from LANZAROTE with love

Lichens on a volcanic island

by M. Halit Umar

Page 5 of 7

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This foliose form of lichen is on the majority of rough-surfaced rocks. They differ in colour and size but they are immensely abundant within the National Park Timanfaya.


Another example of foliose lichen in close-up.

As we know, the lichens are lively associations mainly between algae, which carry the chlorophyll and are able to photosynthesize, and filamentous fungi which are definitely dependent on ready-to-use food resources. Lichens are extremely widespread and found worldwide; present from the Arctic, to the equator and Antarctic. There is probably no place on Earth where fungi, algae and thus lichens don't occur. In a previous article, several examples of lichens, which were found during a journey to the North Cape, living in the Arctic tundra were illustrated.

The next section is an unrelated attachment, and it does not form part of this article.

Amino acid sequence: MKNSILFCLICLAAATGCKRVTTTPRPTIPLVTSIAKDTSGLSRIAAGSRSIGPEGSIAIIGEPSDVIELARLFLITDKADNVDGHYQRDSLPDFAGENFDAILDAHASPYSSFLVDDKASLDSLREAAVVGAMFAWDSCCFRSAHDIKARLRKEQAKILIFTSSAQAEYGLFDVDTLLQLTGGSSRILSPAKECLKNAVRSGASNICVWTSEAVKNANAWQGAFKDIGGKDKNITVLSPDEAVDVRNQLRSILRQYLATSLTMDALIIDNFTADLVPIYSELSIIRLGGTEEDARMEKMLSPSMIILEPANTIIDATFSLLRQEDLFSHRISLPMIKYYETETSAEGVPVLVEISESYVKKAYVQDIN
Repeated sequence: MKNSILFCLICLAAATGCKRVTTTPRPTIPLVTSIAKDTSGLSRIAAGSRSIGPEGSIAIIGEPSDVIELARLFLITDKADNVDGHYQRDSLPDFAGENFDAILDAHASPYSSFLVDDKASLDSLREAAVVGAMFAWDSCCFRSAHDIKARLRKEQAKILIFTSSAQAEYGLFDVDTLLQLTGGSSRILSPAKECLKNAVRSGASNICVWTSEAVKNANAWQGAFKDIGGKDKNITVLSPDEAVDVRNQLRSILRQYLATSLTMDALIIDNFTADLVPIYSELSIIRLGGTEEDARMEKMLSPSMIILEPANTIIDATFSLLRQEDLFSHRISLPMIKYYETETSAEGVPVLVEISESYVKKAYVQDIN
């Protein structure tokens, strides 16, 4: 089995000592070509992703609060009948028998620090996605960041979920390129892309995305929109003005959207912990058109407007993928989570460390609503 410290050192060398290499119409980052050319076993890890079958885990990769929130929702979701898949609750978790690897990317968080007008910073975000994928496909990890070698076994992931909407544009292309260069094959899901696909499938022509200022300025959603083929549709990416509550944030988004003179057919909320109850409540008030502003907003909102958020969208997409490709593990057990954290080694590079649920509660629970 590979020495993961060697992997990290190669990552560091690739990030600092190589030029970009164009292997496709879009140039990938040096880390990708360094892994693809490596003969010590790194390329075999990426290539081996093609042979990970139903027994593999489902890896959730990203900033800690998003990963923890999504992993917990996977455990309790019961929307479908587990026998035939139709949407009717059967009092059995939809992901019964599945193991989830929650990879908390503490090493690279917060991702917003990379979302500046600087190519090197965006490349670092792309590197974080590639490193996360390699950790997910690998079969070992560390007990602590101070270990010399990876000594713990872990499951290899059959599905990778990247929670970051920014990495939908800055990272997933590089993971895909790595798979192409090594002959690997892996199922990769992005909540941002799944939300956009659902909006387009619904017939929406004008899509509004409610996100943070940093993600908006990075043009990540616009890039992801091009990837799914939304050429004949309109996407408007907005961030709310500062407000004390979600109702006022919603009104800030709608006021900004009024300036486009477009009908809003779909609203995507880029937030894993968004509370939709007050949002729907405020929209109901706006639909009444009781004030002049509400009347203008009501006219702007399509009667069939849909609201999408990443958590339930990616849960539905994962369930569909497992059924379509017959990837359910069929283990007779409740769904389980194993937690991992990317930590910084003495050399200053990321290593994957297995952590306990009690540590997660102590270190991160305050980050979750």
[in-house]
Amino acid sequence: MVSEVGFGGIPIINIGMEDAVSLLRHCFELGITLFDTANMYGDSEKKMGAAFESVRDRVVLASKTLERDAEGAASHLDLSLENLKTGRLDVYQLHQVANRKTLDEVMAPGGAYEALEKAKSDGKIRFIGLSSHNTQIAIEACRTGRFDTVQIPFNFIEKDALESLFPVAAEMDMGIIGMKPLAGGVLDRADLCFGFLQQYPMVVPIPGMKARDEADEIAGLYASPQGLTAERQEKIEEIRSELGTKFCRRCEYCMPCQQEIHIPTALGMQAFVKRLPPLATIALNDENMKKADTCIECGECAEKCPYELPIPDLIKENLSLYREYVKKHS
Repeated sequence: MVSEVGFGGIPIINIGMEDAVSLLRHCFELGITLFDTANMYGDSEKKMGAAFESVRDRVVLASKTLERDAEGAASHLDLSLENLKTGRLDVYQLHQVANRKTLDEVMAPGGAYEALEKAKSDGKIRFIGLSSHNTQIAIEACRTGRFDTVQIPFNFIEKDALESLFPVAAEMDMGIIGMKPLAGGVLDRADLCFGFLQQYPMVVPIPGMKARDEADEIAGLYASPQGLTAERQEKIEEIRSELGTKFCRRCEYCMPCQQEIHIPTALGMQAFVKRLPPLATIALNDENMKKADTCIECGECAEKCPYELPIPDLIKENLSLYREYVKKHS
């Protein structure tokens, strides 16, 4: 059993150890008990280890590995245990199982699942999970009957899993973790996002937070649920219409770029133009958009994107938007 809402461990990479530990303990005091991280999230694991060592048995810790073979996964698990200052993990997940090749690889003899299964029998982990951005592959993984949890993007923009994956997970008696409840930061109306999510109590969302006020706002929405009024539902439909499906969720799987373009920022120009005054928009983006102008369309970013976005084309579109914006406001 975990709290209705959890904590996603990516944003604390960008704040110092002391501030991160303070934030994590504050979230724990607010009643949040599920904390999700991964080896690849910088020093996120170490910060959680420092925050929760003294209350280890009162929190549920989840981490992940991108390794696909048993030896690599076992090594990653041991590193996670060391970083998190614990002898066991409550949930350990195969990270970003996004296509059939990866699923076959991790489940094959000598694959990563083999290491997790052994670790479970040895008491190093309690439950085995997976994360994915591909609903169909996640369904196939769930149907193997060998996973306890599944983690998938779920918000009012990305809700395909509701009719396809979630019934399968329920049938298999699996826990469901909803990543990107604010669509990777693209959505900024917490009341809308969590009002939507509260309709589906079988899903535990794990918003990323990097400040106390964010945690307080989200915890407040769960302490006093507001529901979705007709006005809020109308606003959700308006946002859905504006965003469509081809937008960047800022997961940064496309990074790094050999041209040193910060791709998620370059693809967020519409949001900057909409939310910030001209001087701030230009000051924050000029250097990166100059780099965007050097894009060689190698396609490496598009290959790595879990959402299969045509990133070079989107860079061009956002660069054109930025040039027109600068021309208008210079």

Do you see little plants at the junction between lava grains of a few centimetres and lava rocks with their green and flat surfaces? So, there is, no doubt, visible life if you take the effort to find it.


And what about those cacti?

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